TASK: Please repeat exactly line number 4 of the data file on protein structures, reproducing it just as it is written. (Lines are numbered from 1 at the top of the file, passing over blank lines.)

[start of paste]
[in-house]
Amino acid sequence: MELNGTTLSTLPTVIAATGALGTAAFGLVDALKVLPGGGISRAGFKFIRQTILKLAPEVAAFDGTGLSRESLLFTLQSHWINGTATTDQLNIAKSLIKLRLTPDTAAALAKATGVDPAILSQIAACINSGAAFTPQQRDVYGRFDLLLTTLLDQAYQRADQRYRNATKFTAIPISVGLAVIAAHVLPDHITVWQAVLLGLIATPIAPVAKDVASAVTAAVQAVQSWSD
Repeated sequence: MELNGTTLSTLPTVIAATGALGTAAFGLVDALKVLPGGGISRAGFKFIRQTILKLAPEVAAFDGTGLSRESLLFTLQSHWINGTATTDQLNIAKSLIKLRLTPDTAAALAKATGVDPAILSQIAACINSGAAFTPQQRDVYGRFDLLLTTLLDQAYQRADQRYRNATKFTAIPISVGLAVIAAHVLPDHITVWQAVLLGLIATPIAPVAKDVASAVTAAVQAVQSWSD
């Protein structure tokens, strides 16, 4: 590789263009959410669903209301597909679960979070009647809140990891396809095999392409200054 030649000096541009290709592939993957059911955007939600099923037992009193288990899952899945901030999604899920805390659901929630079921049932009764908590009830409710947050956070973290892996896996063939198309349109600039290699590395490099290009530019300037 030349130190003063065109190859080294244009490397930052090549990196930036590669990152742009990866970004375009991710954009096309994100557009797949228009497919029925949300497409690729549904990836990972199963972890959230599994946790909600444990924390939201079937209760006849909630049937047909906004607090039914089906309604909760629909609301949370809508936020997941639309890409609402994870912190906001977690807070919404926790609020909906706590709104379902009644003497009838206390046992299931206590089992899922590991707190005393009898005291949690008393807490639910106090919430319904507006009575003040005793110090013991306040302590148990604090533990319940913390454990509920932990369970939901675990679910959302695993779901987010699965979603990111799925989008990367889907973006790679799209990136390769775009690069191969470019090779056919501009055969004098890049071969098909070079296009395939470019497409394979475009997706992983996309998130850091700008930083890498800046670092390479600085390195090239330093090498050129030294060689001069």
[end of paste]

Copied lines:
């Protein structure tokens, strides 16, 4: 590789263009959410669903209301597909679960979070009647809140990891396809095999392409200054 030649000096541009290709592939993957059911955007939600099923037992009193288990899952899945901030999604899920805390659901929630079921049932009764908590009830409710947050956070973290892996896996063939198309349109600039290699590395490099290009530019300037 030349130190003063065109190859080294244009490397930052090549990196930036590669990152742009990866970004375009991710954009096309994100557009797949228009497919029925949300497409690729549904990836990972199963972890959230599994946790909600444990924390939201079937209760006849909630049937047909906004607090039914089906309604909760629909609301949370809508936020997941639309890409609402994870912190906001977690807070919404926790609020909906706590709104379902009644003497009838206390046992299931206590089992899922590991707190005393009898005291949690008393807490639910106090919430319904507006009575003040005793110090013991306040302590148990604090533990319940913390454990509920932990369970939901675990679910959302695993779901987010699965979603990111799925989008990367889907973006790679799209990136390769775009690069191969470019090779056919501009055969004098890049071969098909070079296009395939470019497409394979475009997706992983996309998130850091700008930083890498800046670092390479600085390195090239330093090498050129030294060689001069």